Scottish Business Buzz

Scottish Business Buzz (28.03.18)

Written by Michelle Rodger
In what is believed to be a unique project in Scotland – delivering such high speeds through a community owned network, to such a small population – the project has involved local volunteers digging trenches and laying fibre cable across the rural landscape.

Balquhidder has joined a small fraction of properties in the UK able to reach speeds of 1Gbps. Working in partnership with Stirling Council and internet service provider (ISP) Bogons, community interest company Balquhidder Community Broadband (BCB), will deliver hyper-fast, future proof and community owned broadband to all 197 premises in the Balquhidder area.

Funded in part by an initial £100,000 investment from Stirling Council along with a similar investment from its commercial partner, and rural development funding from the Scottish LEADER programme, the BCB project is expected to bring millions of pounds in economic gains to the area.

It will deliver internet connections hundreds of times faster than those previously available from mainstream internet service providers. This will boost the local economy, improving jobs, diversity and resilience. Property prices are expected to rise, and residents and businesses will be able to better access commercial and public services online.

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Collaborations in research and innovation between Scotland and China were at the forefront of a recent high-level forum in China. Leading figures from both countries attended the forum, the third forum of its kind, to strengthen and build on existing relationships between China and Scotland.

Innovation features high on the agenda for both countries and so does an increased awareness that the UK and China need to continue to share knowledge and expertise to increase the development and commercialisation of new technology.

The Royal Society of Edinburgh, Scotland’s National Academy, led the 10-strong delegation to Beijing during March 2018 to meet with distinguished experts from China with considerable experience in science and technology development, technology transfer and commercial exploitation of research.

On this occasion the forum, which was facilitated through two-days of intensive workshops and business to business meetings, focused on the themes of Big Data and Oil & Gas. Representatives from OGIC (The Oil & Gas Innovation Centre) and The Data Lab, two of the eight Scottish Innovation Centres (SICs) funded by the Scottish Funding Council, took part in the visit.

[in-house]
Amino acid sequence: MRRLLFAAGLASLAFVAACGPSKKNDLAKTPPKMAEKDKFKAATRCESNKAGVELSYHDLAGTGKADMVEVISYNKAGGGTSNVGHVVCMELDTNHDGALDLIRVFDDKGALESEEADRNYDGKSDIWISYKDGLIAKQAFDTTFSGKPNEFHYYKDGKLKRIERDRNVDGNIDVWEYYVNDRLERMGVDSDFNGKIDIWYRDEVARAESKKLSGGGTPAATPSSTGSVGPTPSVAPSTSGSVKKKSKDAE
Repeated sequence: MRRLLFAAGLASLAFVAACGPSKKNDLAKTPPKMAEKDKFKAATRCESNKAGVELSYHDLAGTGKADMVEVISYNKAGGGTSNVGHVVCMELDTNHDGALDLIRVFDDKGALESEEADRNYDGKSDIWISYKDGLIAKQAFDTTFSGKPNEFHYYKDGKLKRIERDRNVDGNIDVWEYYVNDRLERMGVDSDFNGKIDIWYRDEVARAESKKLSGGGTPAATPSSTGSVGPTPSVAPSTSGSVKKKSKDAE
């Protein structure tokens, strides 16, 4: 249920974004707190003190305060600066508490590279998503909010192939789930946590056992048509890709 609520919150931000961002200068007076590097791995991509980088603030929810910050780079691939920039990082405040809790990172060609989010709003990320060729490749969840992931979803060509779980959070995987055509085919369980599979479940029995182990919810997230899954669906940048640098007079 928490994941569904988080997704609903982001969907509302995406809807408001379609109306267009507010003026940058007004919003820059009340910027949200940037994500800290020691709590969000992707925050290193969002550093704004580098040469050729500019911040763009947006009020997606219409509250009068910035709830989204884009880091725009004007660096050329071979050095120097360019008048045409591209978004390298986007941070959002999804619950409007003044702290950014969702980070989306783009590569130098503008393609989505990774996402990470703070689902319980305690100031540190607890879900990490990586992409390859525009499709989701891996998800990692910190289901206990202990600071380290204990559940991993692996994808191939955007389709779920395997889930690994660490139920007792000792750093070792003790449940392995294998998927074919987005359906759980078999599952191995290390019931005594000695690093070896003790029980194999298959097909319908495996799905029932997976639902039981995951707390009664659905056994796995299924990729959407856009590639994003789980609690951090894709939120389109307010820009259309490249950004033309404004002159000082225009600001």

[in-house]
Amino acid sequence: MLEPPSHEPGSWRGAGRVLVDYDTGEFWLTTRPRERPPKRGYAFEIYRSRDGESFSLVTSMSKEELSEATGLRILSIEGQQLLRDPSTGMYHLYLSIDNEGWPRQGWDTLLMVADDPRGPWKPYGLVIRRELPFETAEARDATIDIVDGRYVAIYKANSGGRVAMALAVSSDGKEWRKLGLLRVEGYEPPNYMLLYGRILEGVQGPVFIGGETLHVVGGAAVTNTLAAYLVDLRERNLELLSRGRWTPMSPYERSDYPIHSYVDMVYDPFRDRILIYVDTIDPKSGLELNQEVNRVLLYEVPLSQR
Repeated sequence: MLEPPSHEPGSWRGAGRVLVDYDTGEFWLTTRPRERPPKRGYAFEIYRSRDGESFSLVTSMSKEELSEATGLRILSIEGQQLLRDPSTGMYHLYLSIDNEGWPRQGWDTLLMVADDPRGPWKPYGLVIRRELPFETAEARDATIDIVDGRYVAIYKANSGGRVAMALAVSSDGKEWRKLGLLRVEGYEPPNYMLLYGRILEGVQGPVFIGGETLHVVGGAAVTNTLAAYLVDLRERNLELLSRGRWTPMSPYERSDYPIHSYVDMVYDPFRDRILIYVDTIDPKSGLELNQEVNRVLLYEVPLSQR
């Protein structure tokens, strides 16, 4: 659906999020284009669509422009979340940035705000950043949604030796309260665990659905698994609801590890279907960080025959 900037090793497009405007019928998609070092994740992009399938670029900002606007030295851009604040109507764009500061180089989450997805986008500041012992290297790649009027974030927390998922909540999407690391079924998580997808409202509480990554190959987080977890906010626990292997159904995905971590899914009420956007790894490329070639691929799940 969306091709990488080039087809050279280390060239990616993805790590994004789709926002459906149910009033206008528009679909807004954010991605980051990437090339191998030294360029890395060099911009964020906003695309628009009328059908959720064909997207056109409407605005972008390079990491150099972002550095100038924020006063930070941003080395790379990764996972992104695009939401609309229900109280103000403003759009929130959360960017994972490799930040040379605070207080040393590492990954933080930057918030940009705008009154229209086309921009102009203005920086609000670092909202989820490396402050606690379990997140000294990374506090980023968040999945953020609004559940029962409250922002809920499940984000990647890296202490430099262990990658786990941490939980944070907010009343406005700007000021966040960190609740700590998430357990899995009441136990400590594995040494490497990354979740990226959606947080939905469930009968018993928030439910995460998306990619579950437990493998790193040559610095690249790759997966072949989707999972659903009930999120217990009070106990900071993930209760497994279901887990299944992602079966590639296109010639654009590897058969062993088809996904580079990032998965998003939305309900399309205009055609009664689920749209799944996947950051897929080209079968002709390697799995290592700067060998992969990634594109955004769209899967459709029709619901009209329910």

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DIGITAL skills academy CodeClan is set for “significant expansion” in Glasgow as it relocates to larger premises, and is planning to take its model to more cities.

The Edinburgh-based social enterprise has set a target of achieving 1,000 graduations from now to the end of 2020. This will be achieved in part by a move for its Glasgow hub from The Tontine to flexible co-working space Clockwise.

And the recently installed chief executive Melinda Matthews Clarkson has revealed the academy is considering expanding into other cities, as it endeavours to build closer ties with industry to eliminate specific skills shortages across the digital technologies.

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More than 80 tech meetup groups are thriving in Edinburgh, helping the Scottish capital to become one of the UK’s fastest growing centres for technology startups, according to data compiled by Tech City UK.

Tech City UK’s chief executive Gerard Grech visited Edinburgh as part of the organisation’s listening tour and met with startups including ShareIn and Machines With Vision to talk about what Edinburgh startups need to help achieve their ambitions. Tech City UK data revealed that in 2018 some 23,571 people are sharing their tech skills through 88 Edinburgh Tech meetup groups, helping to put Edinburgh on the map as one of the UK’s most active tech centres.

Edinburgh is well-known as the home to billion pound tech businesses like Skyscanner and FanDuel but the city’s strength and depth in software engineering, data analysis, artificial intelligence (AI), and deep technology is attracting more companies to the city and persuading more startups to base themselves there, according to the data on meetings which is supplied by

Software engineering is the main skill being shared across Edinburgh Tech Meetup groups, with around 12,000 people claiming to possess programming skills. Data science/analytics was the next most shared skill, with around 6,000 people claiming to possess expertise in this area, followed by web development (around 3,800) and UI/UX design (almost 2,000).

The abundance of skills in Edinburgh has led to a surge in the number of tech companies in the city. Some 363 tech startups were incorporated in Edinburgh in 2017, according to last year’s Tech Nation 2017 report.

Many of these new companies are focused on Artificial Intelligence, which is being billed as the next great frontier in the technology industry.

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About the author

Michelle Rodger

Michelle is a former national newspaper journalist who co-founded an award-winning IT business before launching Tartan Cat Communications. A social media and crowdfunding expert she manages media and communications for Business for Scotland.

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